Church Cases Are Back in Spotlight

By David Crumm
Detroit Free Press [Detroit MI]
November 2, 2004

The Catholic Church's effort to fend off lawsuits from people who say they were sexually abused by priests moves to a Detroit courtroom today, where a panel of three judges will hear arguments about whether such cases should proceed.

"If we lose at this point, then everyone who's suing the Catholic Church in Michigan ... is close to the end of the line," Okemos attorney Allan Falk, who will argue against the church today, said Monday.

At issue before the Michigan Court of Appeals is the state's statute of limitations, which has made it nearly impossible for abuse victims to pursue legal claims for damage they say was done to them, in most cases, decades ago.

Detroit Cardinal Adam Maida and other Catholic officials declined to comment on the legal issues, but Archdiocese of Detroit spokesman Ned McGrath said late last week that church attorneys plan to appear before the judges today and use "all available constitutional and statutory arguments and defenses."

The Detroit archdiocese and its insurers report having paid $1.4 million in settlements and counseling costs to victims of abuse over the past half-century. There is no complete accounting of unresolved claims by alleged victims statewide, so it is impossible to determine the size of the potential liability in Michigan. But looming in the minds of Catholic leaders is the legal swamp that has engulfed the church in California.

Because California's statute of limitations was temporarily lifted by a 2002 state law, hundreds of victims of past abuse have sued the church. The scope of those legal actions is so vast that news reports throughout the past year have increased the estimates of the potential impact. Last month, the Associated Press reported that more than 850 alleged victims now are suing the church in California; the San Francisco Chronicle estimated the total of the final settlements as possibly exceeding $1 billion.

"No one thinks that other states will come anywhere near California in settlements, but there are too many victims all across the country who still desperately need help that they're not receiving," David Clohessy, the St. Louis-based national director of the Survivors Network of those Abused by Priests, said Monday.

"We're not talking about a sprained ankle 30 years ago that hurt for two weeks, then healed," Clohessy said. "We're talking about victims across the country who desperately need expensive, in-patient treatment for sex, drug and alcohol addictions that were a direct result of their abuse. We're talking about people whose self-esteem was so shattered by abuse that they may be unemployed or even unemployable and may be involved in self-destructive behavior.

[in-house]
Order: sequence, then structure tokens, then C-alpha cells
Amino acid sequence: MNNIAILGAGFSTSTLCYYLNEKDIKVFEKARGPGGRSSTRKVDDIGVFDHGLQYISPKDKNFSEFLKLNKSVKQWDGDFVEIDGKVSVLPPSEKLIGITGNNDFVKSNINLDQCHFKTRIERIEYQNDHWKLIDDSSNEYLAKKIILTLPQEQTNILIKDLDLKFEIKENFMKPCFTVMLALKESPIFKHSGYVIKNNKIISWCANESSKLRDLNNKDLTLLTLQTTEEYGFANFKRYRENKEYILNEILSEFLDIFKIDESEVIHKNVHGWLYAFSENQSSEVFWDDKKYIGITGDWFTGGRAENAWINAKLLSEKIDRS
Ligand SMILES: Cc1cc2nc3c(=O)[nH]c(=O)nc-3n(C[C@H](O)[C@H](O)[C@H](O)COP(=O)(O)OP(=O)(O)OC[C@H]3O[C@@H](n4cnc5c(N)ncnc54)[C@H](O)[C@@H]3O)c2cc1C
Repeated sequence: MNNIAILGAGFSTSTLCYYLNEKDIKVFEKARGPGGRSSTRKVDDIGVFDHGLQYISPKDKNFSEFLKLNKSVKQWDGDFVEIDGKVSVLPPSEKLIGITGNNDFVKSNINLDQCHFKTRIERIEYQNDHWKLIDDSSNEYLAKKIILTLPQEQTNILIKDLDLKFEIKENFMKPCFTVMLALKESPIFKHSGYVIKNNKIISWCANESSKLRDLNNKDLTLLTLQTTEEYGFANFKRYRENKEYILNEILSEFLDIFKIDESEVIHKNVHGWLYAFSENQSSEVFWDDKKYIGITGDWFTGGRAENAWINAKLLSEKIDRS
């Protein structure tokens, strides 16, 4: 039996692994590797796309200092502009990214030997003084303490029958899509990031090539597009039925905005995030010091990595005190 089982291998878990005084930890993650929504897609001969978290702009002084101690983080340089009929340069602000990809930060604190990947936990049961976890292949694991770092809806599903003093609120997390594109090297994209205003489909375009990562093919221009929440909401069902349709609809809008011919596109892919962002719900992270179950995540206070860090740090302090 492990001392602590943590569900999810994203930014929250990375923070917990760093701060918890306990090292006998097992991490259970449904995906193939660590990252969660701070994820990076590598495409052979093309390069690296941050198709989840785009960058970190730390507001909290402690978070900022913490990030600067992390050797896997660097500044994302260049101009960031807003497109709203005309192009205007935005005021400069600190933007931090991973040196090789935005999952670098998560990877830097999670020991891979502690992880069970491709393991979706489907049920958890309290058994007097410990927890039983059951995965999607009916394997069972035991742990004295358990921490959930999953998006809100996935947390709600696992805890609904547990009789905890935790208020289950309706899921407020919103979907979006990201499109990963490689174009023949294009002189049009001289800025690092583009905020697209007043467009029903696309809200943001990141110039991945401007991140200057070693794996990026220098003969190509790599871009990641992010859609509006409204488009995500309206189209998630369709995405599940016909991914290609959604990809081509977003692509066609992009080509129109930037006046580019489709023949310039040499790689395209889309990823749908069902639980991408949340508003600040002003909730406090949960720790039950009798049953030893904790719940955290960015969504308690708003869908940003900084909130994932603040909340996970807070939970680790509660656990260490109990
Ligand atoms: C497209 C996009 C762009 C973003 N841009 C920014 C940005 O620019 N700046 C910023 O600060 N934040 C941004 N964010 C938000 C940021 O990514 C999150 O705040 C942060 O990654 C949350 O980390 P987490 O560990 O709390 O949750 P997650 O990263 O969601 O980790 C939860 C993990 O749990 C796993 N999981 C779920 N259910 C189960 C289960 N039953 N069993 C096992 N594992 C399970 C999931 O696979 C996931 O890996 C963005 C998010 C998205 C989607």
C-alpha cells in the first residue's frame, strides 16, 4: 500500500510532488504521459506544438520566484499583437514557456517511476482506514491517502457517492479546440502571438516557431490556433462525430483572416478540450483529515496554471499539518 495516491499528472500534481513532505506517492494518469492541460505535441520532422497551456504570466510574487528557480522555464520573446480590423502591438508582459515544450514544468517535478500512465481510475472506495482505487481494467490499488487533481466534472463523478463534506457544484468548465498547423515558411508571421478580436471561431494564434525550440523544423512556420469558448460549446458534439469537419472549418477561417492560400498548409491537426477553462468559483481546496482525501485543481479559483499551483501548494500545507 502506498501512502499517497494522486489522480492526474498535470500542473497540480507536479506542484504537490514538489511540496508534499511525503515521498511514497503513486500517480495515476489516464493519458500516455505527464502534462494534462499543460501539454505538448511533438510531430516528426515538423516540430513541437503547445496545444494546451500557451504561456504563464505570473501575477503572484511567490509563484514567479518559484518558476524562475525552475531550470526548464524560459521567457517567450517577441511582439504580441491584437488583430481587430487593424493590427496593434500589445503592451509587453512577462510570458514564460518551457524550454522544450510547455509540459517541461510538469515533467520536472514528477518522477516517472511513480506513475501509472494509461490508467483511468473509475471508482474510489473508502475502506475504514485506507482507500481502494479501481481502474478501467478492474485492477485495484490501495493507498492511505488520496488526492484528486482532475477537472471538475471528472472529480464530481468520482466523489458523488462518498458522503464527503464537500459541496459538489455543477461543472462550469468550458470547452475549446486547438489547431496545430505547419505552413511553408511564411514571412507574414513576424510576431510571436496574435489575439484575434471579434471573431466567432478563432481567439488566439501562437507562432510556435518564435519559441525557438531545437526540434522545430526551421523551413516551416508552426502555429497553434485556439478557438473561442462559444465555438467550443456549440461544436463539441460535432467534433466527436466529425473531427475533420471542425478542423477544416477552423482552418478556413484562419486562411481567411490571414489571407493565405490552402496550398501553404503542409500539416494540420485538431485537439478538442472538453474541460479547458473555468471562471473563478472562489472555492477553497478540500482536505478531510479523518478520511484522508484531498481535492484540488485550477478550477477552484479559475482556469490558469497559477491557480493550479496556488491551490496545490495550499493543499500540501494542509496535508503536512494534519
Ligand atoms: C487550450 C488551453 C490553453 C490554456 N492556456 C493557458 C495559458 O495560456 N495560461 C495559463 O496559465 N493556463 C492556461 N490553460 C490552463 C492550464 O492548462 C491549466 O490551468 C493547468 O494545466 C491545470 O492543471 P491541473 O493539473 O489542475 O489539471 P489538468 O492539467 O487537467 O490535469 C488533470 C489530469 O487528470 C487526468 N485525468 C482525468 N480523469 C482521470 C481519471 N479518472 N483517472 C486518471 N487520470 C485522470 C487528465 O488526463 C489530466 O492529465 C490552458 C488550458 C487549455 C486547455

"This isn't about vengeance," Clohessy said. "It's about people whose lives were destroyed and who never found healing."

In his statement on behalf of the archdiocese, McGrath stressed that there is no statute of limitation in reporting abuse to church officials and, no matter how long ago the abuse occurred, an accused priest is likely to be removed from ministry.

But that's different from settling alleged victims' legal claims, said Detroit attorney Justin Ravitz, who has two lawsuits against church officials pending in Michigan courts. One is a potential class action on behalf of victims, if judges set aside the statute of limitations and let the legal actions proceed.

"Our cases are different than the one the appeals court is considering, but the statute of limitations is the central issue in all these cases," Ravitz said. "What happens in this case will have an impact in our cases as well."

Falk is to appear before the appeals court on behalf of an alleged victim identified in the 2002 lawsuit only as John Doe.

"The molestation in this case occurred between 1972 and 1976. Over that four-year period, he was abused at least 50 times," Falk said. "Our claim is against the archdiocese for fraudulently concealing its involvement in reassigning priests who abused children."

Falk said his central legal argument is that "the church's systematic plan of keeping this whole problem from surfacing" ran afoul of Michigan law. If so, that violation might convince judges to set aside the statute of limitations, Falk said. That would clear the way for the John Doe lawsuit, originally filed by Southfield attorney Cyril Weiner.

The three-judge panel of Karen Fort Hood, Kirsten Frank Kelly and Mark Cavanagh has scheduled an hour for oral arguments today, then will rule later on the appeal. If they rule against Falk and Weiner, the attorneys say they could appeal to the Michigan Supreme Court.


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